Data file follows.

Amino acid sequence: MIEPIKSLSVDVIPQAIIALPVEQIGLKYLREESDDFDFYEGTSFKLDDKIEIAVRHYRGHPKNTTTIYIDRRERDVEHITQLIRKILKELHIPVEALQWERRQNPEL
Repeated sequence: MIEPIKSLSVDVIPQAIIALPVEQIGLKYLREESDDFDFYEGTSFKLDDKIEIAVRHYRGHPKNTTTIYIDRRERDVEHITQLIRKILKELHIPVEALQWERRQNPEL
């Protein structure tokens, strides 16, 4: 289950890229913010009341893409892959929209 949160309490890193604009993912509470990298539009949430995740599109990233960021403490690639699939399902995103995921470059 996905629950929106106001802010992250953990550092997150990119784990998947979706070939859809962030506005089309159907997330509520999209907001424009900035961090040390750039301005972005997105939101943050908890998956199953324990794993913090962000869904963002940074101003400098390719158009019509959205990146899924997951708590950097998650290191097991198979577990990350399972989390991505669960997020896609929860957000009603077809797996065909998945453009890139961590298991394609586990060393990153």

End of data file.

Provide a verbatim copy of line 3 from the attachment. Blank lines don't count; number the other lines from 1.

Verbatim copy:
């Protein structure tokens, strides 16, 4: 289950890229913010009341893409892959929209 949160309490890193604009993912509470990298539009949430995740599109990233960021403490690639699939399902995103995921470059 996905629950929106106001802010992250953990550092997150990119784990998947979706070939859809962030506005089309159907997330509520999209907001424009900035961090040390750039301005972005997105939101943050908890998956199953324990794993913090962000869904963002940074101003400098390719158009019509959205990146899924997951708590950097998650290191097991198979577990990350399972989390991505669960997020896609929860957000009603077809797996065909998945453009890139961590298991394609586990060393990153």